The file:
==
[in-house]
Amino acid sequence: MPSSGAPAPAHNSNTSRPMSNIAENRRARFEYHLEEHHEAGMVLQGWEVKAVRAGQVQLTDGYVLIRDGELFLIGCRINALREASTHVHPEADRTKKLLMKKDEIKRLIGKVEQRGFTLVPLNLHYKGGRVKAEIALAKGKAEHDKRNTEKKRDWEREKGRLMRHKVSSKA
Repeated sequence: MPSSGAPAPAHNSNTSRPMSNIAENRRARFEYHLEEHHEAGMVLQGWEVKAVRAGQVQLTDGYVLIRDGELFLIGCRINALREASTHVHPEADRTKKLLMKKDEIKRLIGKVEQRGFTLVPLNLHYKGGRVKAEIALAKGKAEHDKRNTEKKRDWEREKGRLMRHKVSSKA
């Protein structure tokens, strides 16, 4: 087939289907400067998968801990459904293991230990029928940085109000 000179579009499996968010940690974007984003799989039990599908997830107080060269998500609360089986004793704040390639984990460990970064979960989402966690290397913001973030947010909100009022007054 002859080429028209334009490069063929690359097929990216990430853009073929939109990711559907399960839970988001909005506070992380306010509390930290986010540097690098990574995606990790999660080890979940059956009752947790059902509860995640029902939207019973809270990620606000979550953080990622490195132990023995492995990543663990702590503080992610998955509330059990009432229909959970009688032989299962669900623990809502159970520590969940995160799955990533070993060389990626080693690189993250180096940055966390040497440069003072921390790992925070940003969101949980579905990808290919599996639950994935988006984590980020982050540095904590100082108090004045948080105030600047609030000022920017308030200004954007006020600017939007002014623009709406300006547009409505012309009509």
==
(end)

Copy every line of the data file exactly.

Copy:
[in-house]
Amino acid sequence: MPSSGAPAPAHNSNTSRPMSNIAENRRARFEYHLEEHHEAGMVLQGWEVKAVRAGQVQLTDGYVLIRDGELFLIGCRINALREASTHVHPEADRTKKLLMKKDEIKRLIGKVEQRGFTLVPLNLHYKGGRVKAEIALAKGKAEHDKRNTEKKRDWEREKGRLMRHKVSSKA
Repeated sequence: MPSSGAPAPAHNSNTSRPMSNIAENRRARFEYHLEEHHEAGMVLQGWEVKAVRAGQVQLTDGYVLIRDGELFLIGCRINALREASTHVHPEADRTKKLLMKKDEIKRLIGKVEQRGFTLVPLNLHYKGGRVKAEIALAKGKAEHDKRNTEKKRDWEREKGRLMRHKVSSKA
């Protein structure tokens, strides 16, 4: 087939289907400067998968801990459904293991230990029928940085109000 000179579009499996968010940690974007984003799989039990599908997830107080060269998500609360089986004793704040390639984990460990970064979960989402966690290397913001973030947010909100009022007054 002859080429028209334009490069063929690359097929990216990430853009073929939109990711559907399960839970988001909005506070992380306010509390930290986010540097690098990574995606990790999660080890979940059956009752947790059902509860995640029902939207019973809270990620606000979550953080990622490195132990023995492995990543663990702590503080992610998955509330059990009432229909959970009688032989299962669900623990809502159970520590969940995160799955990533070993060389990626080693690189993250180096940055966390040497440069003072921390790992925070940003969101949980579905990808290919599996639950994935988006984590980020982050540095904590100082108090004045948080105030600047609030000022920017308030200004954007006020600017939007002014623009709406300006547009409505012309009509």